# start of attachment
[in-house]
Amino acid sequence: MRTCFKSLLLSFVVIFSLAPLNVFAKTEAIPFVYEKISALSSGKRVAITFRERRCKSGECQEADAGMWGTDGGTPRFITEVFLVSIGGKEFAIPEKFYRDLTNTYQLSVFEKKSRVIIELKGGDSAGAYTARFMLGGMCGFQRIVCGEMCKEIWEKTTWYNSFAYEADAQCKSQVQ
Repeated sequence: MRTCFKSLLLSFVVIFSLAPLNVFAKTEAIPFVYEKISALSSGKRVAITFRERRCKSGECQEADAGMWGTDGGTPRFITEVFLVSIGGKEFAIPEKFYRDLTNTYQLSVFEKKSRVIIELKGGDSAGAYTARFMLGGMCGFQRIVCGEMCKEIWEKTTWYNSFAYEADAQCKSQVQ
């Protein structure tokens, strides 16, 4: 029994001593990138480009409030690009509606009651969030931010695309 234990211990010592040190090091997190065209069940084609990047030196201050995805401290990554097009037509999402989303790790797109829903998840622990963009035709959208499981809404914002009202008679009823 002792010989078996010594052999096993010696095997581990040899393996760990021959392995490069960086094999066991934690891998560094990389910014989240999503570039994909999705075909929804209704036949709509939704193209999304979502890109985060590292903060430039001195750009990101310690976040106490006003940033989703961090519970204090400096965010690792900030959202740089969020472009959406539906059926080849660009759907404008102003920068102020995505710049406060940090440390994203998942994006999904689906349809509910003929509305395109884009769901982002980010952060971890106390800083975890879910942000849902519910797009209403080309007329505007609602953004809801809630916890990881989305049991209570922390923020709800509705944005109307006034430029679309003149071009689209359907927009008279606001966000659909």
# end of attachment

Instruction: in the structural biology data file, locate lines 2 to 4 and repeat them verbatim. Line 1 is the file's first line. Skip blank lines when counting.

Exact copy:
Amino acid sequence: MRTCFKSLLLSFVVIFSLAPLNVFAKTEAIPFVYEKISALSSGKRVAITFRERRCKSGECQEADAGMWGTDGGTPRFITEVFLVSIGGKEFAIPEKFYRDLTNTYQLSVFEKKSRVIIELKGGDSAGAYTARFMLGGMCGFQRIVCGEMCKEIWEKTTWYNSFAYEADAQCKSQVQ
Repeated sequence: MRTCFKSLLLSFVVIFSLAPLNVFAKTEAIPFVYEKISALSSGKRVAITFRERRCKSGECQEADAGMWGTDGGTPRFITEVFLVSIGGKEFAIPEKFYRDLTNTYQLSVFEKKSRVIIELKGGDSAGAYTARFMLGGMCGFQRIVCGEMCKEIWEKTTWYNSFAYEADAQCKSQVQ
């Protein structure tokens, strides 16, 4: 029994001593990138480009409030690009509606009651969030931010695309 234990211990010592040190090091997190065209069940084609990047030196201050995805401290990554097009037509999402989303790790797109829903998840622990963009035709959208499981809404914002009202008679009823 002792010989078996010594052999096993010696095997581990040899393996760990021959392995490069960086094999066991934690891998560094990389910014989240999503570039994909999705075909929804209704036949709509939704193209999304979502890109985060590292903060430039001195750009990101310690976040106490006003940033989703961090519970204090400096965010690792900030959202740089969020472009959406539906059926080849660009759907404008102003920068102020995505710049406060940090440390994203998942994006999904689906349809509910003929509305395109884009769901982002980010952060971890106390800083975890879910942000849902519910797009209403080309007329505007609602953004809801809630916890990881989305049991209570922390923020709800509705944005109307006034430029679309003149071009689209359907927009008279606001966000659909």